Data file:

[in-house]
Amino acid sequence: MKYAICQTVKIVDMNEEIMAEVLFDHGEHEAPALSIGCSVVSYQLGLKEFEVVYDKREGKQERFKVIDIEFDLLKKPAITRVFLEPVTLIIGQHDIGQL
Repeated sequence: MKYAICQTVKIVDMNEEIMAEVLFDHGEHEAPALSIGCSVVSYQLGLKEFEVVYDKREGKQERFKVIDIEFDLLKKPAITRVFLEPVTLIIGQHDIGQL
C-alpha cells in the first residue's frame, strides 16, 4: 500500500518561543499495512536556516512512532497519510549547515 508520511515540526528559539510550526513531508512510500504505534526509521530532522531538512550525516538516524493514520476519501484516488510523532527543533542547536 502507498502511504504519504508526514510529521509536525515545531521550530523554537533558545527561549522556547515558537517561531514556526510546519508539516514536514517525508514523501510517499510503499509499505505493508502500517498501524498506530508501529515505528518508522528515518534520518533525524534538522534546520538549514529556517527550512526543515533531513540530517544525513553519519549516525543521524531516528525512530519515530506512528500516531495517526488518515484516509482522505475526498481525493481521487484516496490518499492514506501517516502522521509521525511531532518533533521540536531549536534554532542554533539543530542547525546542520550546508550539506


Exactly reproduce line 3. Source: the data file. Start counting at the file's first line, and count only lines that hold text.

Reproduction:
Repeated sequence: MKYAICQTVKIVDMNEEIMAEVLFDHGEHEAPALSIGCSVVSYQLGLKEFEVVYDKREGKQERFKVIDIEFDLLKKPAITRVFLEPVTLIIGQHDIGQL